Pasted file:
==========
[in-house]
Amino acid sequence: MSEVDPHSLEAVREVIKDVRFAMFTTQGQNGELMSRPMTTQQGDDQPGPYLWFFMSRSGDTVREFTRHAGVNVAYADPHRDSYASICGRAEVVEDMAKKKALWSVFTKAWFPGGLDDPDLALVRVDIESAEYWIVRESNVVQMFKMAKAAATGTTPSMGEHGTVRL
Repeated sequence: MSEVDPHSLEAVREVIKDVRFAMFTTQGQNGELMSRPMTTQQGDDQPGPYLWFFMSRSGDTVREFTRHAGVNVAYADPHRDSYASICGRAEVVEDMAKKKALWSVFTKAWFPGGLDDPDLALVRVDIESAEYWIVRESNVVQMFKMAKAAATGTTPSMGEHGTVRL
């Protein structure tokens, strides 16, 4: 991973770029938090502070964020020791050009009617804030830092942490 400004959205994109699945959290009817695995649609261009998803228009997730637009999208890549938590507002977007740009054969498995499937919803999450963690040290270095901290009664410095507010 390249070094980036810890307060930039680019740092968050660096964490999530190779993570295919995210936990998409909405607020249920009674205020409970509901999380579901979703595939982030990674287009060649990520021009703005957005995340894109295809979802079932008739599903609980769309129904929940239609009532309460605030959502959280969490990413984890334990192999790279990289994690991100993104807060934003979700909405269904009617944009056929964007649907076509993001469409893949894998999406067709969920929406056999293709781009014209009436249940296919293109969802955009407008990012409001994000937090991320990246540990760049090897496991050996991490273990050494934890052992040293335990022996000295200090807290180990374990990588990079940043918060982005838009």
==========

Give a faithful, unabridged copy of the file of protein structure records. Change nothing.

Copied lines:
[in-house]
Amino acid sequence: MSEVDPHSLEAVREVIKDVRFAMFTTQGQNGELMSRPMTTQQGDDQPGPYLWFFMSRSGDTVREFTRHAGVNVAYADPHRDSYASICGRAEVVEDMAKKKALWSVFTKAWFPGGLDDPDLALVRVDIESAEYWIVRESNVVQMFKMAKAAATGTTPSMGEHGTVRL
Repeated sequence: MSEVDPHSLEAVREVIKDVRFAMFTTQGQNGELMSRPMTTQQGDDQPGPYLWFFMSRSGDTVREFTRHAGVNVAYADPHRDSYASICGRAEVVEDMAKKKALWSVFTKAWFPGGLDDPDLALVRVDIESAEYWIVRESNVVQMFKMAKAAATGTTPSMGEHGTVRL
């Protein structure tokens, strides 16, 4: 991973770029938090502070964020020791050009009617804030830092942490 400004959205994109699945959290009817695995649609261009998803228009997730637009999208890549938590507002977007740009054969498995499937919803999450963690040290270095901290009664410095507010 390249070094980036810890307060930039680019740092968050660096964490999530190779993570295919995210936990998409909405607020249920009674205020409970509901999380579901979703595939982030990674287009060649990520021009703005957005995340894109295809979802079932008739599903609980769309129904929940239609009532309460605030959502959280969490990413984890334990192999790279990289994690991100993104807060934003979700909405269904009617944009056929964007649907076509993001469409893949894998999406067709969920929406056999293709781009014209009436249940296919293109969802955009407008990012409001994000937090991320990246540990760049090897496991050996991490273990050494934890052992040293335990022996000295200090807290180990374990990588990079940043918060982005838009």